“If you are a woman in Hollywood, if you are of color, particularly if you’re black, the founding images of cinema are adverse to your very humanity. And if the images of the medium you work in are adverse to your very humanity, then every action is a reaction. So everything I do tries to provide contrast. I try and pivot from the characterization of what women should be, what black people should be, what black women should be. I try to counter the presentation of black life—within Hollywood, within the studio system, within what makes it to theaters.”
– Ava DuVernay, in an interview with New Republic
I wish I could tell you I have always been a fan of Ava DuVernay’s work, but it would be a lie.
The director, screenwriter, producer, and now film distributor, who turns just 45 today, has an incredible list of accomplishments to her name. DuVernay was selected to receive the John Schlesinger Britannia Award for Excellence in Directing from the British Academy of Film and Television Arts (BAFTA). Her first BAFTA was awarded for Best Documentary for her film 13th. She was the first black woman to win Sundance’s Best Director Prize (Middle of Nowhere), the first black woman to be nominated for a Golden Globe for best director (Selma), and she has earned two Academy Award nominations—Best Picture (Selma) and Best Documentary Feature (13th).
So I would very much like to say I have long been an advocate for Ava DuVernay’s work, or that I have been following her meteoric rise closely, or even that two months ago I could have listed her filmography without reference. Unfortunately, none of that became true until I wrote a short piece about her forthcoming film, A Wrinkle in Time. In researching that piece, I learned DuVernay was the first woman of color to direct a live-action film with a budget over $100 million, and I became insatiably curious about her work.
I think of myself as an advocate for both women and people of color in the arts. But as I mined DuVernay’s filmography I realized something horrible—something I hesitate to share. I didn’t think DuVernay’s work was for me. None of my friends had seen Queen Sugar, now on its second season on OWN. No one said to me of Middle of Nowhere, “You have to see this film. You will see yourself in it.” We can think of ourselves as advocates, but as Junot Diaz points out, “White supremacy’s greatest trick is that it has convinced people that it exists always in other people, never in us.”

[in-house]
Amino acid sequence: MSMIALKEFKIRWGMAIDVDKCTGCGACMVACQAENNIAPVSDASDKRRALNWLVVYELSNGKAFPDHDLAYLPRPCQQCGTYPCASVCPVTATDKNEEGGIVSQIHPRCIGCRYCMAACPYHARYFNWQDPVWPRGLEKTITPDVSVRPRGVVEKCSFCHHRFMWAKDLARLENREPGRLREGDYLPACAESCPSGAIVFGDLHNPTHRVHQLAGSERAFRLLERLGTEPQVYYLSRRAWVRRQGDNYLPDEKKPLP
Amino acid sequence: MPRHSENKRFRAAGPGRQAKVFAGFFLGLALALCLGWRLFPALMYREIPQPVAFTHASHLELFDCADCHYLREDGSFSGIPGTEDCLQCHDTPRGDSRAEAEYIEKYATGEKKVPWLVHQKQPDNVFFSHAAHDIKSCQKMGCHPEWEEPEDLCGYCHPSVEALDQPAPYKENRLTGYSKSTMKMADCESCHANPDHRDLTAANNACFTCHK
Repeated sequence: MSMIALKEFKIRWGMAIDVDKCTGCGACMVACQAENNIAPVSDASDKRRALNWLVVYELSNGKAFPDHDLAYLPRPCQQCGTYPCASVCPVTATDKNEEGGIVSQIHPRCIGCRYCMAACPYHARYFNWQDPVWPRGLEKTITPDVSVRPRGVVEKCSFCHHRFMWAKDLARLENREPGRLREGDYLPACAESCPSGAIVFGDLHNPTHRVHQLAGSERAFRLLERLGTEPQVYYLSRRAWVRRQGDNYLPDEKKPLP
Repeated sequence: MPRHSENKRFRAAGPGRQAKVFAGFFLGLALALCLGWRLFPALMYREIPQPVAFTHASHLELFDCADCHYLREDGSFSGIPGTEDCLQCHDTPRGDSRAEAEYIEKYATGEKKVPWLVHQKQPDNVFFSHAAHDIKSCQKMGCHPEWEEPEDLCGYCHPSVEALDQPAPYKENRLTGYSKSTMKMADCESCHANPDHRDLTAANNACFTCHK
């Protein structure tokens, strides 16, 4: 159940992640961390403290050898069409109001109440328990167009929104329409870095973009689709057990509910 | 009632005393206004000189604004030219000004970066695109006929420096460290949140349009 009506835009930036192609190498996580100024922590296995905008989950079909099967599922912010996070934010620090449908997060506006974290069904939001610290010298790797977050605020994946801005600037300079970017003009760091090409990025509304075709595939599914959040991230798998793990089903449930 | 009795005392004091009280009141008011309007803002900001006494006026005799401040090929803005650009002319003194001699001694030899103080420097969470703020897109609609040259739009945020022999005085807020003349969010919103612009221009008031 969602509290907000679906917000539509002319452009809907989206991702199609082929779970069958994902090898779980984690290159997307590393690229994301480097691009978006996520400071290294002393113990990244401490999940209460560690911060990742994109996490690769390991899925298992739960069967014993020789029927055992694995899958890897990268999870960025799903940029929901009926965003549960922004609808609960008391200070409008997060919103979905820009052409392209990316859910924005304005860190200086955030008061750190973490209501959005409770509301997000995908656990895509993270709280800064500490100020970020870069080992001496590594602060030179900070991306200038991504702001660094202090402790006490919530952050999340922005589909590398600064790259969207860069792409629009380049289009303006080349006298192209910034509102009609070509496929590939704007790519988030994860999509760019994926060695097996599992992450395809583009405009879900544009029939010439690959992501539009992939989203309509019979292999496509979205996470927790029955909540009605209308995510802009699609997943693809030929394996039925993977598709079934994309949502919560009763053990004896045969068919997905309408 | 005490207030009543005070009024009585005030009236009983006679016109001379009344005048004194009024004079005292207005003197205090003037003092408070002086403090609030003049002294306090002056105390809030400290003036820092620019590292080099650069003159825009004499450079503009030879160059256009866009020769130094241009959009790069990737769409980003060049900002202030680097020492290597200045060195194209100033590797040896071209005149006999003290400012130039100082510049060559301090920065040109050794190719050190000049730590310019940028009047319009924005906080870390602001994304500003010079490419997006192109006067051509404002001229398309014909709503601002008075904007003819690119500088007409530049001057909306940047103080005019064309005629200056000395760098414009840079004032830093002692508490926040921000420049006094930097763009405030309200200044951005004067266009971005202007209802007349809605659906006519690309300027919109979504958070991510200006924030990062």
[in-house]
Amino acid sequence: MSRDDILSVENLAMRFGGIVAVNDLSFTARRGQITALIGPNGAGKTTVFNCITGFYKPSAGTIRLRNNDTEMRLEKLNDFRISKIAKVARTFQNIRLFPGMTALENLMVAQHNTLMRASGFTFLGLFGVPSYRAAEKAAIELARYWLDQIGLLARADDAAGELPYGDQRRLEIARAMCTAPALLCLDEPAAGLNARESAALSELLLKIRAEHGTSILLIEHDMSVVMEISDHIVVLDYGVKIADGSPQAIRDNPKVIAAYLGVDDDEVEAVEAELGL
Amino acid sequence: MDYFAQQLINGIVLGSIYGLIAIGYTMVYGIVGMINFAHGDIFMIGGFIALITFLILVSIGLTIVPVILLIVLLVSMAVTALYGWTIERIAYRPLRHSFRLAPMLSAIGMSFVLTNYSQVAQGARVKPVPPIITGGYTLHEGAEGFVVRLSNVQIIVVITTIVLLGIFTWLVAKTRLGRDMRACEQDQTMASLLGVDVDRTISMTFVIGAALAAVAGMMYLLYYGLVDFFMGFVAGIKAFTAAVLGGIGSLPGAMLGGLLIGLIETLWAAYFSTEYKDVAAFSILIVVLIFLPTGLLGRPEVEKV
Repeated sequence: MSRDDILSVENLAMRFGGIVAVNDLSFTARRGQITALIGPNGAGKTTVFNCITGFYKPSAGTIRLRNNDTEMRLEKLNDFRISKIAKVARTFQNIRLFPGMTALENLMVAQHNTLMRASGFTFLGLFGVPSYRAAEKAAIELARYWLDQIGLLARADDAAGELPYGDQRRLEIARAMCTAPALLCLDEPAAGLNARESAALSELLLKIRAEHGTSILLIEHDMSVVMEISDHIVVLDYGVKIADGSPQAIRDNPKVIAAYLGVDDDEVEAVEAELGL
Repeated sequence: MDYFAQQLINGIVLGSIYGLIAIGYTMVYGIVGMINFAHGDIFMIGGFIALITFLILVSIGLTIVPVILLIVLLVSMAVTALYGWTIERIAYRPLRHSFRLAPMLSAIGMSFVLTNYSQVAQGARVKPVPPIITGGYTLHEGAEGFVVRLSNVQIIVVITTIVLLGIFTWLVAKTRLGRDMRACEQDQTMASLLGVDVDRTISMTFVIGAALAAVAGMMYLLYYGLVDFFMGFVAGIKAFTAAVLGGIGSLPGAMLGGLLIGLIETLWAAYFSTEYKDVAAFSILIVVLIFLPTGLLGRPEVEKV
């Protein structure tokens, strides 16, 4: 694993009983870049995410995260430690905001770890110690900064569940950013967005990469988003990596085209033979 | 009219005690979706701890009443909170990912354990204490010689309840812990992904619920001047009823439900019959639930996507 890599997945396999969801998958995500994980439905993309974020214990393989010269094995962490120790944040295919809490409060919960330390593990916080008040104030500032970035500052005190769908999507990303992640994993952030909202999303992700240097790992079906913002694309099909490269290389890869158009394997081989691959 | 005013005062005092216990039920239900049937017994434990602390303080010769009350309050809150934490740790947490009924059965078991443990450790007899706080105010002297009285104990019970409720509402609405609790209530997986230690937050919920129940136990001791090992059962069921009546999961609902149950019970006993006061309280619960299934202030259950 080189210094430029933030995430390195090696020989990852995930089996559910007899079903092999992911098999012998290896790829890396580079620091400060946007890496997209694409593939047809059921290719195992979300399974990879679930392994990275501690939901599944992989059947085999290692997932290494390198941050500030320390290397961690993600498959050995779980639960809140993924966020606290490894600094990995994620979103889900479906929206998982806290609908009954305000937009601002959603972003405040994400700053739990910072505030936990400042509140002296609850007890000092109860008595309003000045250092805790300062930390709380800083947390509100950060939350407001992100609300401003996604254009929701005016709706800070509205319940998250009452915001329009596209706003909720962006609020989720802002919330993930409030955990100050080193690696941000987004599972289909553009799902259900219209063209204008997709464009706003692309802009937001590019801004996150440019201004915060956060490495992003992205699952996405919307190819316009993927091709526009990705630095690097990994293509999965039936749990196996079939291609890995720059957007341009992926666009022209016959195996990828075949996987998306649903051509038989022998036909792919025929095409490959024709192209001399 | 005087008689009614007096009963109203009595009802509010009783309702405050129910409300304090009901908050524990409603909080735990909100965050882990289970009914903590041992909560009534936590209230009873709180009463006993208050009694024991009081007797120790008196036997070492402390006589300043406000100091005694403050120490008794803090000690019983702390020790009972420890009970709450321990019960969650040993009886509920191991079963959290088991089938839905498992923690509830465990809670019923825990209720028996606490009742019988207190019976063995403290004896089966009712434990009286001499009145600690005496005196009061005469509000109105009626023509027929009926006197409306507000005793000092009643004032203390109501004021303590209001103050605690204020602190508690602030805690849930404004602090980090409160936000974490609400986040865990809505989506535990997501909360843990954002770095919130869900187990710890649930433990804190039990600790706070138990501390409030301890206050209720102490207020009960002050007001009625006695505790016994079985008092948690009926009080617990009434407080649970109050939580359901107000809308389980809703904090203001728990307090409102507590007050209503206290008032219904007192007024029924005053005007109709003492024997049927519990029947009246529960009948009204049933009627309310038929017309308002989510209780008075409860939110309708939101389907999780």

What surprised me most in watching Ava DuVernay’s work—all of it—is how she was clearly representing me, too. And there is no way to present that realization without also acknowledging my own failure, because of course that should not surprise me. If white directors, producers, and distributors can expect me to empathize and identify with an all-white cast, why shouldn’t we expect that of an all-black one? DuVernay demands this of her audience. Her films depict people who are real, whole, both gifted and flawed, and who you will recognize intimately.
Craftsmanship and Mastering Lyric Storytelling
Ava DuVernay’s work is haunting. Her depictions of characters in their grief are relentless. She uses long, still camera shots that rely on the skill of her actors to carry the full arc of emotion to its realization. In Middle of Nowhere, Ruby (Emayatzy Corinealdi) learns of her husband’s betrayal after years of sacrificing her own happiness for the sake of the marriage. The shots that follow move slowly, detailing Ruby’s loneliness and despair—Ruby weeping on her sister’s shoulder, Ruby facing a wall while she cries alone at work, Ruby sitting in stunned silence in a long cab ride. The sequence is married with slow piano, as if to echo that no dialogue is needed here. You don’t need to hear pain when it is rendered so visibly.
DuVernay perhaps best displays her use of this technique in her short film, The Door. “She” (Gabrielle Union) greets four friends in their successive attempts to draw her out of her grief, though none seem successful. Finally, after her evening with friend and songstress “O” (Goapele Mohlabane), She finds her happiness again. The transformation is enough to push She to leave behind her marriage—though we never know what it is she’s unhappy about. The truth is, it doesn’t matter. The feelings are still so recognizable. Whatever has caused her pain, we know she needs help finding the strength to overcome it. But DuVernay accomplishes all of this in a film with no dialogue. Music often takes the place of dialogue in DuVernay’s work, but it only serves to further humanize her characters, as you cannot look away from such recognizable emotion.
Her first feature film, I Will Follow, depicts literal loss, as Maye (Salli Richardson-Whitfield) is forced to grapple with the grief of losing her beloved aunt. Roger Ebert called the film an “invitation to empathy,” saying “In one way or another, every emotion in this wonderful independent film is one I’ve experienced myself.” This is not unlike my own reaction to DuVernay’s work. These characters are like me. Their emotion is tangible. I see myself in her work.
On Humanizing Blackness and Taking Back Film
“There’s a kind of historical trajectory that we can trace here through media and technology…In the 1950s Dr. King and the Civil Rights movement used television in this way. Look, this is what segregation looks like. These are dogs attacking children. These are people being fire-hosed…searching for the medium of technology that will confirm your experience, such that your basic humanity can be recognized.”
– Jelani Cobb, 13th